Judge Yankwich recently pointed out in the Fanchon & Marco case, D.C., 100 F. Supp. 84, 103, that where (as here) the trial court confronts the problem of clearances in a prescribed competitive area, it must determine from all the evidence whether such clearances are reasonable or unreasonable, and if they are found to be unreasonable, whether they have harmed plaintiffs. If from all the evidence, the court concludes that the clearances are reasonable and are not the result of or consequent upon any illegal concerted action of the defendants to harm the plaintiffs, then whatever harm may have been visited on appellants is not actionable under the antitrust statutes. Such harm is merely one of the hazards implicit in our competitive system.
Whether a conspiracy in restraint of trade existed among all or any group of the defendants was a question of fact to be determined by the court. Windsor Theatre Co. v. Walbrook Amusement Co., 4 Cir., 189 F.2d 797, 798. A recent and enlightening expression on the question of conspiracy appears in Dipson Theatres, Inc., v. Buffalo Theatres, Inc., 2 Cir., 190 F.2d 951, 958 where the court said:
"In considering evidence of a conspiracy it should be kept in mind that there are a limited number of pictures available for exhibition so that what one exhibitor gets for a given run is necessarily not available to his competitor. A distributor is, therefore, by the very act of distributing pictures, favoring some exhibitors at the expense of others. At best an inference of conspiracy would only arise if it appeared more to the interest of the distributors involved to adopt a different pattern of distribution than the one actually employed. Thus there is nothing illegal in the mere fact that Dipson could not get all the pictures it wanted for the runs it wanted. If it had done so it would have been subject to the same sort of legal action it is now maintaining against the defendants."
One of the issues posed by the complaint was the charge that appellees compelled appellants to charge the same admission price for "subsequent runs" as are charged by their exhibitor competitors for "first run" of the same feature pictures in the "competitive area," this to effect "protection" from competition of theatres owned by the three exhibitor competitors. As to this aspect of the case the rule appears to be clear that a grant of clearance, when not accompanied by a fixing of minimum admission prices or not unduly extended as to area or duration, affords a fair protection of the interest of the licensee in the run granted without unreasonably interfering with the interest of the public. United States v. Paramount Pictures, Inc., D.C., 66 F.Supp. 323, 341; United States v. Paramount Pictures, Inc., D.C., 85 F.Supp. 881, 897; United States v. Paramount Pictures, Inc., 334 U.S. 131, 145, 68 S.Ct. 915, 92 L. Ed. 1260. (The lower court specifically found against appellants on this fact issue.)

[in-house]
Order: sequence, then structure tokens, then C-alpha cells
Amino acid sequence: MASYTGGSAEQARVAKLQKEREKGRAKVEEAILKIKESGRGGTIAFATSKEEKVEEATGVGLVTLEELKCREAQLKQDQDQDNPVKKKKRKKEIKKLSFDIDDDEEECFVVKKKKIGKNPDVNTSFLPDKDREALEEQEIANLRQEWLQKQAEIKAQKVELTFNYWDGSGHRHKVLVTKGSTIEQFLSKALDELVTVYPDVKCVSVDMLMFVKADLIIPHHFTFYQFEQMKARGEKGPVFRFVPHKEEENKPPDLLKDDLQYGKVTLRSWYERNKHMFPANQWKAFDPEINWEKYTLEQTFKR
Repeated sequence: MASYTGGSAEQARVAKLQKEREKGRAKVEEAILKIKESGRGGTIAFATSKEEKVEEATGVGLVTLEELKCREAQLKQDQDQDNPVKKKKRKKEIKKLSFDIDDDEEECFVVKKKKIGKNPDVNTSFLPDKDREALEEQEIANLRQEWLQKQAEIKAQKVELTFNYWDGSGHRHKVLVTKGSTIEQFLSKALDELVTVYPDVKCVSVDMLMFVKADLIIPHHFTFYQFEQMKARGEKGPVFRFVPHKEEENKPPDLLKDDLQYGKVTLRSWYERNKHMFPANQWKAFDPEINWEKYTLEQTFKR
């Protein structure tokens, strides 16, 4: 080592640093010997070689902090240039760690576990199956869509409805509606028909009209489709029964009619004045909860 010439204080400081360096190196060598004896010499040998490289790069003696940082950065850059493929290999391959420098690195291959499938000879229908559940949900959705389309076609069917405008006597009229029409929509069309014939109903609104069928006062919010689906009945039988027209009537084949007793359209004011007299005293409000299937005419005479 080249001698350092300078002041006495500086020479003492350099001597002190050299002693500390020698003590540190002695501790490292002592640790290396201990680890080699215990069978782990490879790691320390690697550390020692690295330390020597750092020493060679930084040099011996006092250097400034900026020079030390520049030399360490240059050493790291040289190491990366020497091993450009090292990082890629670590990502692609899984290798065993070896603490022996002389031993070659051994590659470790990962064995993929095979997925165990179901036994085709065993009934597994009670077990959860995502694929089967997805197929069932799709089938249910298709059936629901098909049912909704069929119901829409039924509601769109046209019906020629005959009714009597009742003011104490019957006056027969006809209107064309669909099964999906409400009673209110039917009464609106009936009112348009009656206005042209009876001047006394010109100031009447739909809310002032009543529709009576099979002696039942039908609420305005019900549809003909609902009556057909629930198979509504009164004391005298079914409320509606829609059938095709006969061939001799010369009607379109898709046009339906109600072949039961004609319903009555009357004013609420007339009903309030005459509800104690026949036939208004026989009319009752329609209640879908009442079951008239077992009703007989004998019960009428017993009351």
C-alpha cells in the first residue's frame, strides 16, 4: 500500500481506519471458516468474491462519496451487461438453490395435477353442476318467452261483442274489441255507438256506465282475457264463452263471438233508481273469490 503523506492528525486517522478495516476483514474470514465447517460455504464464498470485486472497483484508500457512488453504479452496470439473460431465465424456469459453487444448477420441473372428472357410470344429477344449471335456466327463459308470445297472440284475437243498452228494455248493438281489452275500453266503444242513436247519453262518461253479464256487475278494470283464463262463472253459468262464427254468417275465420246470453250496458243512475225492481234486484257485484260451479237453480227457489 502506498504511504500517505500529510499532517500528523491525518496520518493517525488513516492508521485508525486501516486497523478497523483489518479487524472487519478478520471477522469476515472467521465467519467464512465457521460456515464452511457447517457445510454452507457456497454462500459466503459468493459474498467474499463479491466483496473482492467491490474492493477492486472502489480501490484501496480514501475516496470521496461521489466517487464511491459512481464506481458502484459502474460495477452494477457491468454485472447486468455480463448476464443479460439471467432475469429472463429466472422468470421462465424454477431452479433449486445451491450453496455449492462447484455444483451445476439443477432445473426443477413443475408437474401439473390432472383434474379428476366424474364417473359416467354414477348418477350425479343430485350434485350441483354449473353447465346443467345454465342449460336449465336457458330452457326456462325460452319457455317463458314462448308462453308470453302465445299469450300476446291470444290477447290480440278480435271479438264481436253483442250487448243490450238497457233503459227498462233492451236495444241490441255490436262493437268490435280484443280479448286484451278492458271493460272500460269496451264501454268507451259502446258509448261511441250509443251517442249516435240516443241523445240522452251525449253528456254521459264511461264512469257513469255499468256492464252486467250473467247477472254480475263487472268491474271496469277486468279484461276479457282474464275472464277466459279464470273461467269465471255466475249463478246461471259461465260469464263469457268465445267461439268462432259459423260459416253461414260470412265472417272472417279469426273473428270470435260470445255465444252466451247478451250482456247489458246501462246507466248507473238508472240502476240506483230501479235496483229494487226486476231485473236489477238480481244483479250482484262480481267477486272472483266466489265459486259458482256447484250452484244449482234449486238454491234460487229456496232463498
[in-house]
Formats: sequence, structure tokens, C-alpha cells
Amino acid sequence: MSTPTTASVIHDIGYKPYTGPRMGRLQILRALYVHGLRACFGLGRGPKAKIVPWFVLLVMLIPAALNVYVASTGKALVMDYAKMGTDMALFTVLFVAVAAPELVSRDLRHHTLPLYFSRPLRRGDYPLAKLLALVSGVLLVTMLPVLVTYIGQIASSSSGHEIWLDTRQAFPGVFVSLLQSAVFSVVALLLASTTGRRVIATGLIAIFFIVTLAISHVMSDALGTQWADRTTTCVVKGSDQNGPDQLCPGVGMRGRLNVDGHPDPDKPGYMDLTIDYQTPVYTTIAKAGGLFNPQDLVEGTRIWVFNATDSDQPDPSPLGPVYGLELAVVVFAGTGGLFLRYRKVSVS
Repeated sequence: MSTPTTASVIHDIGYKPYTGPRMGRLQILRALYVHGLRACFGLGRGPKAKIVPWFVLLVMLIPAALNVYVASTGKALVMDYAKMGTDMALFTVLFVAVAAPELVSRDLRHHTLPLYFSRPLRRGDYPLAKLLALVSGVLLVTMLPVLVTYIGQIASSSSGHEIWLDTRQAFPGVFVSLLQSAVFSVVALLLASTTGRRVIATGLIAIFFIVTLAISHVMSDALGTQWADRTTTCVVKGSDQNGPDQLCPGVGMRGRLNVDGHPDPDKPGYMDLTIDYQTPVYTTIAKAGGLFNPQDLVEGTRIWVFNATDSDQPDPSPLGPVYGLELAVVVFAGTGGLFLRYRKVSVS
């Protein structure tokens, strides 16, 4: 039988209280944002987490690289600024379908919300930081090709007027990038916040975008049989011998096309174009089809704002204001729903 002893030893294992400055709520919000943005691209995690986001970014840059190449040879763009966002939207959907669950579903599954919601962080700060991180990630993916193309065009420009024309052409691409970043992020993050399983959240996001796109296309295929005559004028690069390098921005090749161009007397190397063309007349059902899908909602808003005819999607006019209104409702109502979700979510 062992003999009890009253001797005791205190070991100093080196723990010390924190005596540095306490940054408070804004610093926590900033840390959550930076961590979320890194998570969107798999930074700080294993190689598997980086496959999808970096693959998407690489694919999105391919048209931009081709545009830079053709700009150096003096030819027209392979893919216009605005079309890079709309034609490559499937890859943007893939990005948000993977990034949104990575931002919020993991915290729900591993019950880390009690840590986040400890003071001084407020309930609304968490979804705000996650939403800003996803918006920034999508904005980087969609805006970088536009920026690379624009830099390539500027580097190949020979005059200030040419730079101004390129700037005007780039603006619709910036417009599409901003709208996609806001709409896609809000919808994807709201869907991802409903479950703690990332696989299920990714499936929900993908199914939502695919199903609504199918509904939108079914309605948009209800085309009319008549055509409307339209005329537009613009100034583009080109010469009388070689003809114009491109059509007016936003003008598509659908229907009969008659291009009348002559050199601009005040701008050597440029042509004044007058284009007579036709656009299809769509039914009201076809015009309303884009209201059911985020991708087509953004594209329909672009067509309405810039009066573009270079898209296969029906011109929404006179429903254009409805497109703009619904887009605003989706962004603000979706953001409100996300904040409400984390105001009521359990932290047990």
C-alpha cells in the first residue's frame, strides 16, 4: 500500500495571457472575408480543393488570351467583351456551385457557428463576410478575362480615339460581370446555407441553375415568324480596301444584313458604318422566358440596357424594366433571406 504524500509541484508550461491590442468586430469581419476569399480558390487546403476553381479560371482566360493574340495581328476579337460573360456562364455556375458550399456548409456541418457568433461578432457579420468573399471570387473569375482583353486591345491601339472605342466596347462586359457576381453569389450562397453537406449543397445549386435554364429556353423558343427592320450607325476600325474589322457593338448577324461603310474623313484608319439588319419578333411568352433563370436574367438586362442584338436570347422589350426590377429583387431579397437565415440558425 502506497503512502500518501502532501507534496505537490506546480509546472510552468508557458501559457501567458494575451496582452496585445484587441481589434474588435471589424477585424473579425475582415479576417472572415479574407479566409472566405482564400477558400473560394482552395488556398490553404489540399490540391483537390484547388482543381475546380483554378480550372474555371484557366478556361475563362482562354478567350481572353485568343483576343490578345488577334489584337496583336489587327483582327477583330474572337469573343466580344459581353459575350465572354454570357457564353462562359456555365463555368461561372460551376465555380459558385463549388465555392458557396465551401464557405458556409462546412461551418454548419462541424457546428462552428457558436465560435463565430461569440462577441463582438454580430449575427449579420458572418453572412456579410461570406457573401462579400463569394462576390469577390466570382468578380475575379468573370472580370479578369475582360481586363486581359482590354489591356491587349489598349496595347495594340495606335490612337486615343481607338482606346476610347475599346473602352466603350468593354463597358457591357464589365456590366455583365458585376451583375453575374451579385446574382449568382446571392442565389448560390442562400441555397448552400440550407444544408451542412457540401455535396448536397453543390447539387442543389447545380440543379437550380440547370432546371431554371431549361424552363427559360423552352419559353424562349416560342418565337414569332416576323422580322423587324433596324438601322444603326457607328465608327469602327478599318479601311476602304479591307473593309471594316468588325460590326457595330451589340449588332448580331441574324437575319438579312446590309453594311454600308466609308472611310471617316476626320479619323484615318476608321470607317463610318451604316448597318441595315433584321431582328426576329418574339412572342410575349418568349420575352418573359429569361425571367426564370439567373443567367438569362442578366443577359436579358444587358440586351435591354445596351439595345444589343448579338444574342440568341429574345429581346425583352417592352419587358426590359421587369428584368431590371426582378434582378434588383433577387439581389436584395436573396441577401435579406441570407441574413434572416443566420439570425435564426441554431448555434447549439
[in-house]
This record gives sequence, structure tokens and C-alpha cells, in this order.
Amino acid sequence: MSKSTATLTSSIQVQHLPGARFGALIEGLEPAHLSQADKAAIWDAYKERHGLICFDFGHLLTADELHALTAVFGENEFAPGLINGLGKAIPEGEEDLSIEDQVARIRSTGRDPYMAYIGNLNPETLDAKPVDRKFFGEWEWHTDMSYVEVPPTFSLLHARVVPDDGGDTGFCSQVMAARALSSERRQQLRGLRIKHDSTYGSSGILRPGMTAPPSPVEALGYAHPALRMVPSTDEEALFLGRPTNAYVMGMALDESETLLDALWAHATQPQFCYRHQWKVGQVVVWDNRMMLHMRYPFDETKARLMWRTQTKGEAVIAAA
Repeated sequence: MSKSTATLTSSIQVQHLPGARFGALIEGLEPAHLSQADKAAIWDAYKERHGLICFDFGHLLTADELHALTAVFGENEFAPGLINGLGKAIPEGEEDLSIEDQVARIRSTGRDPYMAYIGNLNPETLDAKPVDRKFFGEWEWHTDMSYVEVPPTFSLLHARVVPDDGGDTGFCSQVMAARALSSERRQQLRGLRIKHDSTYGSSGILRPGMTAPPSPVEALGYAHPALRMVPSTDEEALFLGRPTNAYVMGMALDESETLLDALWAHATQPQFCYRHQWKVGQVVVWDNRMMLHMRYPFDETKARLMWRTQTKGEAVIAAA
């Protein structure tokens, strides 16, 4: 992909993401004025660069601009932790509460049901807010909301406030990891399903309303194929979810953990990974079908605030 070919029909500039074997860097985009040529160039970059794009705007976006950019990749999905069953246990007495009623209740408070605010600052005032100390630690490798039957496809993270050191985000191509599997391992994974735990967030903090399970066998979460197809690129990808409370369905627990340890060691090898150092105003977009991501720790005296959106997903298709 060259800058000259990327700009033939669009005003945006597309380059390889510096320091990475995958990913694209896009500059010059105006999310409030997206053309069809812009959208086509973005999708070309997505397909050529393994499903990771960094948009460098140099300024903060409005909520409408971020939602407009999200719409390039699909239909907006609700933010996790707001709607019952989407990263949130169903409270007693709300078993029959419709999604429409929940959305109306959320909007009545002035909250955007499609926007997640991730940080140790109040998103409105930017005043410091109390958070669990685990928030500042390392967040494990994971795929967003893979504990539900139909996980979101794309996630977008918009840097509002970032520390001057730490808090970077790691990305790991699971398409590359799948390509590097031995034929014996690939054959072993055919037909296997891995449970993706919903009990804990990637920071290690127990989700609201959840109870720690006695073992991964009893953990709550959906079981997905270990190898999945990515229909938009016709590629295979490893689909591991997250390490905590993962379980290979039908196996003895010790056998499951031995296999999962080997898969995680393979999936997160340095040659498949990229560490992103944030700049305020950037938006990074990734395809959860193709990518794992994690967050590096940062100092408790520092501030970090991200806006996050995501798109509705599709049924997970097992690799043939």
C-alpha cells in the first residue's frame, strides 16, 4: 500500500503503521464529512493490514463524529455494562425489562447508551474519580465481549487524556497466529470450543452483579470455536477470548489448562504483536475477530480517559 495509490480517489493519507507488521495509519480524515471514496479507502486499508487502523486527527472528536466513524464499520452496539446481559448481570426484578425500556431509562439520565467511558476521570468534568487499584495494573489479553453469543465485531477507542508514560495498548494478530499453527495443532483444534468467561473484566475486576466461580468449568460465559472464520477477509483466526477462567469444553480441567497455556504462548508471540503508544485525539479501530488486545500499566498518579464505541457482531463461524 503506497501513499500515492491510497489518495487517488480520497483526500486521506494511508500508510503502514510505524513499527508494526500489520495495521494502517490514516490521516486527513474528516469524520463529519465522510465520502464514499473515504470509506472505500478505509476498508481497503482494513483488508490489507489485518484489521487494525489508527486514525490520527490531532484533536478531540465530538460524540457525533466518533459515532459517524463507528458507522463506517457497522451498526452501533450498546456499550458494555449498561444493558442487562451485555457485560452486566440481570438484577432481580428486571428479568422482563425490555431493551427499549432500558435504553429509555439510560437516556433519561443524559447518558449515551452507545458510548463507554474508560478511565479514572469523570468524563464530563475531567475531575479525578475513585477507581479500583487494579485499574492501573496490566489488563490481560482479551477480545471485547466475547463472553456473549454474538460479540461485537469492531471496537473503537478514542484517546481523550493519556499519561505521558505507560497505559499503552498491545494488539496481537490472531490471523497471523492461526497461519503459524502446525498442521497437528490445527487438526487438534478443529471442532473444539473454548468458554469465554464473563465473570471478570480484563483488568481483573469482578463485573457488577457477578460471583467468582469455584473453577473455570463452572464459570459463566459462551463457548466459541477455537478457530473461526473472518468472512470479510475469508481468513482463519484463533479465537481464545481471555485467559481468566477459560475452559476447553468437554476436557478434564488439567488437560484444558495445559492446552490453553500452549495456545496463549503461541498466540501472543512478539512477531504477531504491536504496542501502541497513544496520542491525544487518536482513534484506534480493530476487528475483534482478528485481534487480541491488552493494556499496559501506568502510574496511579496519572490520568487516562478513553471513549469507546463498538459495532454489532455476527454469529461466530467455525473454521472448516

In the Paramount case, D.C., 66 F.Supp. 323, 342, and in Dipson Theatres, Inc., v. Buffalo Theatres, Inc., 2 Cir., 190 F.2d 951, 958, approval is given the doctrine that "the decision of such controversies as may arise over clearances should be left to local suits in the area concerned".
So much for pertinent and applicable principles of law which guide courts confronted by the issues of the character posed in the instant case. With these bench marks of the law before us our duty is to determine from the record whether the trial court conformed to these standards. We think that it did.